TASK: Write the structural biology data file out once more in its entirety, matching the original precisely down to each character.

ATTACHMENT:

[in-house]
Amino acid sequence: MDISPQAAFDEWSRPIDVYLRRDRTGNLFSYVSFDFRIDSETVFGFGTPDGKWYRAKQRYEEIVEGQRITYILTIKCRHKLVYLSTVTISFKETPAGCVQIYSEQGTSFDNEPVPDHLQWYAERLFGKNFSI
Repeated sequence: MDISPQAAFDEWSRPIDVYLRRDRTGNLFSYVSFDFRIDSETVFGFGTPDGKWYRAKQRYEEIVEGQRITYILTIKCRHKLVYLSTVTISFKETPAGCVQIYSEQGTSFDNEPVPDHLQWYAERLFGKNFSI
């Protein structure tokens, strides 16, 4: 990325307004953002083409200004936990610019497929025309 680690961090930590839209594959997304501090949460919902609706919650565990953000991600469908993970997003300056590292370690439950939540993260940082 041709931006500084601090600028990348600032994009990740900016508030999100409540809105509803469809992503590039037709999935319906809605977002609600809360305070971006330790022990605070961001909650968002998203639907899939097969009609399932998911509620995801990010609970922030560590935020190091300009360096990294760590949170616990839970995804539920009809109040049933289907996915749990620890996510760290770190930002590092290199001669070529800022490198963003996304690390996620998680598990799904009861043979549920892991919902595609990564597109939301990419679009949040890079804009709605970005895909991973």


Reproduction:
[in-house]
Amino acid sequence: MDISPQAAFDEWSRPIDVYLRRDRTGNLFSYVSFDFRIDSETVFGFGTPDGKWYRAKQRYEEIVEGQRITYILTIKCRHKLVYLSTVTISFKETPAGCVQIYSEQGTSFDNEPVPDHLQWYAERLFGKNFSI
Repeated sequence: MDISPQAAFDEWSRPIDVYLRRDRTGNLFSYVSFDFRIDSETVFGFGTPDGKWYRAKQRYEEIVEGQRITYILTIKCRHKLVYLSTVTISFKETPAGCVQIYSEQGTSFDNEPVPDHLQWYAERLFGKNFSI
């Protein structure tokens, strides 16, 4: 990325307004953002083409200004936990610019497929025309 680690961090930590839209594959997304501090949460919902609706919650565990953000991600469908993970997003300056590292370690439950939540993260940082 041709931006500084601090600028990348600032994009990740900016508030999100409540809105509803469809992503590039037709999935319906809605977002609600809360305070971006330790022990605070961001909650968002998203639907899939097969009609399932998911509620995801990010609970922030560590935020190091300009360096990294760590949170616990839970995804539920009809109040049933289907996915749990620890996510760290770190930002590092290199001669070529800022490198963003996304690390996620998680598990799904009861043979549920892991919902595609990564597109939301990419679009949040890079804009709605970005895909991973």